Google AdWords – Low Competition, Still High Bids?

Many new Google AdWords advertisers complain that though they have managed to identify low competition keywords the AdWords algorithm assigns very low Quality Score to their keywords which leads to pretty high bid requirements for them. It defies logic – they argue since market forces are considered to ensure that low competition is coupled by low prices. In this article we discuss cases where the keywords are far from being popular among users.

1. “The system appears to be optimized for people selling goods of interest to millions of people, to huge marketers no matter what they are selling…” – this is an excerpt from a blog entry often cited by newbies. In some sense, it is true. It is much easier to advertise appropriate products using popular keywords searched for by hundreds of thousands of people especially if Google is *optimistic* about these keywords. However, Google is a profit oriented mass media and not a charity. Which mass medium would make life easier for someone with extremely uncommon keywords? Would TV commercials be helpful in marketing LaTex, a physics related “equation editor”? A new brand of shampoo is much more suitable for TV, isn’t it?

2. The problem is twofold.

– a. Historical CTR is a very important factor in your keyword’s Quality Score.

– b. Lack of previous history makes Google cautious.

(Google has good reasons for a./ and b./ and that boils down to *relevance*. However, this question is beyond the scope of this short article.)

Now, if your fellow advertisers used your keyword poorly in the past, Google is pessimistic about this keyword. If they did not use it in the past or just a few times, again: Google is pessimistic about this keyword. Google’s pessimism is, of course, reflected in your keyword’s low Quality Score which in turn means high bids for you.

3. Someone has recently asked me “Can only commonly-used search terms be used for keywords?” They are probably much easier to use due to 2.b. So what can advertisers affected by 2.b./ do?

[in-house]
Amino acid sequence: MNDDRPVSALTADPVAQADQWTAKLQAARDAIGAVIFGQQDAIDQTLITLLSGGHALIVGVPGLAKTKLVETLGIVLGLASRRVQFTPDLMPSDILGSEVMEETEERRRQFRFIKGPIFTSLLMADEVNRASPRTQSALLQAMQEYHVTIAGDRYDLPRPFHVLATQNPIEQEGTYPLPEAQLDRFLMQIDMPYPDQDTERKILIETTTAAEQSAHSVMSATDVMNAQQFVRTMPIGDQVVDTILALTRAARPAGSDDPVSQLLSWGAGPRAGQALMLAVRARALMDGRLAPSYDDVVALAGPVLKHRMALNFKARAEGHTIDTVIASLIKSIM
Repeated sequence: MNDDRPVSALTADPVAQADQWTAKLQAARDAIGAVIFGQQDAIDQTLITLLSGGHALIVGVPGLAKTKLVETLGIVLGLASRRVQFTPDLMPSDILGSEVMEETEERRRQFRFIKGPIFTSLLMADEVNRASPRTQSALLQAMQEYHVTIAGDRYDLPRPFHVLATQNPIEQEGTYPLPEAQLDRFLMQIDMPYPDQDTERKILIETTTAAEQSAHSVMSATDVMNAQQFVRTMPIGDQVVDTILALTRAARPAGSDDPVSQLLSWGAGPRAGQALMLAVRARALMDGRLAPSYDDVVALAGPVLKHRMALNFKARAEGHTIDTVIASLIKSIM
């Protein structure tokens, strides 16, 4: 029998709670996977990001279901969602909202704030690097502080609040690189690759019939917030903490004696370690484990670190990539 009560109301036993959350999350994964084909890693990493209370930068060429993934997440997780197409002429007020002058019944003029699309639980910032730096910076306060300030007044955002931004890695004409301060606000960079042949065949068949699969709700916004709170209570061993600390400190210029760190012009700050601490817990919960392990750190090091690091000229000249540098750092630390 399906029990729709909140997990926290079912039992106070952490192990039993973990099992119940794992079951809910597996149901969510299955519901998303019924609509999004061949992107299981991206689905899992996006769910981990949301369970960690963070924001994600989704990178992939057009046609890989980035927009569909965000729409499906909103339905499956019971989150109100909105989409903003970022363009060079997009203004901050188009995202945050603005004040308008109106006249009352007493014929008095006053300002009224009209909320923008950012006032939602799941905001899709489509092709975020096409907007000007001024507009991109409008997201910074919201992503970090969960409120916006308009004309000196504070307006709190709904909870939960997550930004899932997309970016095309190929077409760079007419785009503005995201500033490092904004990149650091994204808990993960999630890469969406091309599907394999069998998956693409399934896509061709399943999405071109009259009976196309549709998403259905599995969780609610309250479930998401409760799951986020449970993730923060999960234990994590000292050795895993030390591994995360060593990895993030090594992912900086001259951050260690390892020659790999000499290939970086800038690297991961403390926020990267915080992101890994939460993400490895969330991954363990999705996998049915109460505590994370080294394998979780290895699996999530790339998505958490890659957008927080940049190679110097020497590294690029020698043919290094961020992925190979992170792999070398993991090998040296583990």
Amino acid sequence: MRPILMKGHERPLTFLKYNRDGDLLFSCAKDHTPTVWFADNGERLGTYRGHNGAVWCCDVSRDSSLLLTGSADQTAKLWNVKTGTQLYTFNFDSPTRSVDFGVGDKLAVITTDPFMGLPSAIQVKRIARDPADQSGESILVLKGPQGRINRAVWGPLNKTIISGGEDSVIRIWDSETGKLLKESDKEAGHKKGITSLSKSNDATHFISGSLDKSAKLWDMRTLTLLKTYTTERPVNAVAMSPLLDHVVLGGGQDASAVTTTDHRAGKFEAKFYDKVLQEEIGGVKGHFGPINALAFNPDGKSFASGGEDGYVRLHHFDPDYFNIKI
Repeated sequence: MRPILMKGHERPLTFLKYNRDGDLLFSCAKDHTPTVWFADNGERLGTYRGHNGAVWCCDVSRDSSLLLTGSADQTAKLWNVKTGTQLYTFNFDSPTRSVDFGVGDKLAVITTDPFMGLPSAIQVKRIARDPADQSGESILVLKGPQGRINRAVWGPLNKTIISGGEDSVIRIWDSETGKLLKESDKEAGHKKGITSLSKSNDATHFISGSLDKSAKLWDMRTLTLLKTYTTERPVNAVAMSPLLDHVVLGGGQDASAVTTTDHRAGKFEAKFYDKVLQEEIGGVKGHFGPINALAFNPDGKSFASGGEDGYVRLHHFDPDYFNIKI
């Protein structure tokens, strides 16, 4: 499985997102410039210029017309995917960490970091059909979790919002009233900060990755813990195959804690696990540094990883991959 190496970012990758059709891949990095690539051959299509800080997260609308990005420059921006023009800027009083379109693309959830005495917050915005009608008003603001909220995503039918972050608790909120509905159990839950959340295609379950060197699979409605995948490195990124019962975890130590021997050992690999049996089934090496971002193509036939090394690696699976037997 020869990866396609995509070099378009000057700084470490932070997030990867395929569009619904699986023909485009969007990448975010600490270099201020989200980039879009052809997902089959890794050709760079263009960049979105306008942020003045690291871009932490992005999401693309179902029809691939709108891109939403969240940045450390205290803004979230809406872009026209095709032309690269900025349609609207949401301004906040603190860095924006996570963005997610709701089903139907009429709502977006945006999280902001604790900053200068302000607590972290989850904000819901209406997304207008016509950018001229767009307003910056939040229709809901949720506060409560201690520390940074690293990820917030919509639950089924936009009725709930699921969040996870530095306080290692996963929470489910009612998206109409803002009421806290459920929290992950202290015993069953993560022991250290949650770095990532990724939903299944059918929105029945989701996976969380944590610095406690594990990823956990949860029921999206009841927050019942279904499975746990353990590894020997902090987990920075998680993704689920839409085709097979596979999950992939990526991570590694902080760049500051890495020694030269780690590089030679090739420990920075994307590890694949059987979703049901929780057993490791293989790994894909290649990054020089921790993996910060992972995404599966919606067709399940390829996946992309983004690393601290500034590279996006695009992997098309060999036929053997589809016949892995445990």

First off, what would the equation editor’s seller do in regard to offline advertising? He may perhaps try to identify a periodical on physics which is read mostly by research team members and place an ad in it. Similarly, he can identify a few physics related websites allowed for placement targeting within AdWords and only run his ads there.

Others might be more interested in a general audience so they need to bid for keywords and the equation editor’s seller may also decide to bid for keywords in regard to his specific placements. The issue of 2.b is still to solve. Actually they need to alleviate Google’s pessimism about their keywords and as everything else, it costs money. If Google misses a good history, they have to create one themselves.

Though the bid is relatively high initially, they need to run the ad for some weeks. The turning point in regard to Google’s mood is believed to be around 2.5 CTR. If they can persuade Google through their results that they can produce a CTR above that value in the long run, they may expect the bid to fall drastically and remain low or even very low for the rest of the time. However, whether or not it’s worth the investment should be considered by themselves.

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